01/06/2016 01:18 EST | Updated 01/06/2017 05:12 EST

The 47 Books I Read In 2015

Looking back on my list from this year, it's a mix of new and old, bestsellers and completely random picks. I made an effort to add more Canadian literature to my repertoire for the first time since university, and to my delight, found hilarious, enthralling and completely diverse works that drove home just what I'd been missing by assuming it was all Stone Angel, all the time.


Happy 2016 all!

Each year, I keep a running list of the books that I've read in an attempt to remember both my own journeys through the 12 months, as well as what was popular throughout that time. (You can find my past lists here: 2012, 2013 and 2014).

Looking back on my list from this year, it's a mix of new and old, bestsellers and completely random picks. I made an effort to add more Canadian literature to my repertoire for the first time since university, and to my delight, found hilarious, enthralling and completely diverse works that drove home just what I'd been missing by assuming it was all Stone Angel, all the time.

Anything I loved has an asterisk beside it.

So, here goes!

Unruly Places: Lost Spaces, Secret Cities, and Other Inscrutable Geographies - Alistair Bonnett. I loved the idea of this book, which looked at cities (both real and imagined) that exist somewhere outside of the conventional map. Combining fantasy with geography, it's a great work for the fiction reader who wants some non-fiction in their life.

*Americanah - Chimamanda Ngozi Adichie. This fictional exploration of race by someone who hasn't even considered the word until she comes to North America reveals so much about how society works. And Adichie's writing is almost flawless in its depictions and sense of place.

Visitation Street - Ivy Pochoda. Part mystery, part New York narrative, this book does an excellent job portraying a teenage girl's confusion in the wake of her adolescence and the disappearance of her best friend.

*The Enchanted - Rene Denfeld. I can't believe it was only this year that I read this book - it feels like it's been with me for so much longer. A story of death row inmates set against elements of magical realism, it draws you in in ways you wouldn't expect, and at times, seemingly against your will.

Mr. Penumbra's 24-Hour Bookstore - Robin Sloan. Combining the old (books) with the new (Google), this tale of an ex-tech geek who gets involved in ... well, let's just say more visceral pursuits is charming, funny and a great quick read.

Friendship - Emily Gould. This book, by the former Gawker editor, is ostensibly about women's friendships in New York in their 30s, which should have made it appealing to me (I hit two of the three main characteristics, after all). Plus, I think Gould is a great writer. But I found it somewhat wanting in its plot and execution and the characters off-putting.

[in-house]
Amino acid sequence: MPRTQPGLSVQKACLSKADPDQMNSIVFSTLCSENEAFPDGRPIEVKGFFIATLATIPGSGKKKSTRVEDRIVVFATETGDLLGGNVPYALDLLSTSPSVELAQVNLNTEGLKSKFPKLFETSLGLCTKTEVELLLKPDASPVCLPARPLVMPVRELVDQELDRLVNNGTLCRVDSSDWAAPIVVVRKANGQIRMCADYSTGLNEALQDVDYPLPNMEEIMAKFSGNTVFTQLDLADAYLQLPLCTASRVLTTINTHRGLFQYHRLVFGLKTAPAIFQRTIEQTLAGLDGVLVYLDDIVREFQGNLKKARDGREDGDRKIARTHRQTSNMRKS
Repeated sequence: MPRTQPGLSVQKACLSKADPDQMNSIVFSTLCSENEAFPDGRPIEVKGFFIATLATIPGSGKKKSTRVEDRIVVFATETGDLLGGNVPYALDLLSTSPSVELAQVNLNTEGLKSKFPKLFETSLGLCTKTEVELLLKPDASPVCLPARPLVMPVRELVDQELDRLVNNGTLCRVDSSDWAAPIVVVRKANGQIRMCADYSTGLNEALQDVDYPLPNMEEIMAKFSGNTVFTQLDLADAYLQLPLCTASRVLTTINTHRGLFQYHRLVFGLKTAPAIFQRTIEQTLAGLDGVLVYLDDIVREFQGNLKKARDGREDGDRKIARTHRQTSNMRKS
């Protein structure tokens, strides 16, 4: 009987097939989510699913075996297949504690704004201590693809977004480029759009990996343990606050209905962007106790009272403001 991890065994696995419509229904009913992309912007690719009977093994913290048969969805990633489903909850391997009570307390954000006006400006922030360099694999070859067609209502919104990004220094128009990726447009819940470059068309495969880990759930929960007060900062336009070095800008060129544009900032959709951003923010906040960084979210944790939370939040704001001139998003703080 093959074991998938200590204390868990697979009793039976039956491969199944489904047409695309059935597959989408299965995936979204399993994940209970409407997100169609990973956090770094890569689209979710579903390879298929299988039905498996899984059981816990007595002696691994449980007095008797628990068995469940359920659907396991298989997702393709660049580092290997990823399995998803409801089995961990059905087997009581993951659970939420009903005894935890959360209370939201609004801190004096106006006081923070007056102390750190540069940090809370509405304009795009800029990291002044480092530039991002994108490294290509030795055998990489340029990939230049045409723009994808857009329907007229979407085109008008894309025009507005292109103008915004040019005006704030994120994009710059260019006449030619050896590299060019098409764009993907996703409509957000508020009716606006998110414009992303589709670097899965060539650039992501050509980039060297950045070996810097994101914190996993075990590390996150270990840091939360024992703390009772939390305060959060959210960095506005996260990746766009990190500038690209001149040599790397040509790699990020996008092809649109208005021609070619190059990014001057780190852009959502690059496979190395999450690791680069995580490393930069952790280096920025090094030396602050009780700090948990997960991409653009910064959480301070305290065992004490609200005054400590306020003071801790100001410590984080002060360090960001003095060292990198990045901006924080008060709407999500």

The Third Plate: Field Notes on the Future of Food - Dan Barber. I love reading about food, and will devour pretty much anything Michael Pollan writes. Which could be why I wasn't quite as in love with this book about various people doing inventive things in the fields of growing and cultivating what we put in our mouths. While there were moments of interest that have stuck with me, like the mixed crops methods that have revitalized fields in the eastern U.S., it wasn't as inspirational as I would have liked.

*Station Eleven - Emily St. John Mandel. Probably one of my favourite books ever. If a combination of an apocalyptic future, scenes of Toronto and a love of Shakespeare doesn't pique your interest, it might not be for you, but Mandel's imagination is so vast and the plot so compelling, it's impossible not to get into.

The Girl on the Train - Paula Hawkins. Did anyone not read this book this year? There was literally a time when I looked around me on the streetcar and every person I saw had it in their hands. It inherited the Gone Girl "with a twist!" audience from the previous year, but was a solid, imminently readable book in its own right, despite a highly unlikable main character.

My Brilliant Friend - Elena Ferrante. I'm going to be in the minority of readers here, but I just could not get into this, the first of the Neapolitan Novels (and therefore did not go on to read the rest). While Ferrante's prose is rich in its descriptions of this Italian neighbourhood and its minutiae, the characters didn't make me want to read on about them. I'm sorry, someone convince me otherwise.

Girls Fall Down - Maggie Helwig. This was suggested to me as I went on about my love for Station Eleven, but despite its similar setting (Toronto) and theme (world falling apart), it was very different, and not quite as good. People who lived through the SARS epidemic will recognize the emotions evoked by the plot, for better or for worse.

The Magician's Land - Lev Grossman. A satisfying conclusion for the Magicians trilogy, to be sure. Grossman is unforgiving in expecting readers to recall details of the past books, so there may be some gaps in memory (there definitely were for me), but overall, a fun, adventurous finish.

*The Royal We - Heather Cocks and Jessica Morgan. This Will and Kate fan fiction, as I came to call it, was such a fun romp, it actually makes you feel like you know the royal family a bit better (and makes you disbelieve every headline). Bits of the Fug Girls' wonderful writing comes through, but mostly, they show they know how to write a completely compelling story.

The Secret Place - Tana French. A book that's ostensibly about a murder at a girls' school, but ends up feeling like so much more. The author's insights into teenage girls and the nature of friendship rings uncomfortably (or heartbreakingly) true, while the structure of the narrative - from both the detectives' and girls' perspectives - adds that much more depth.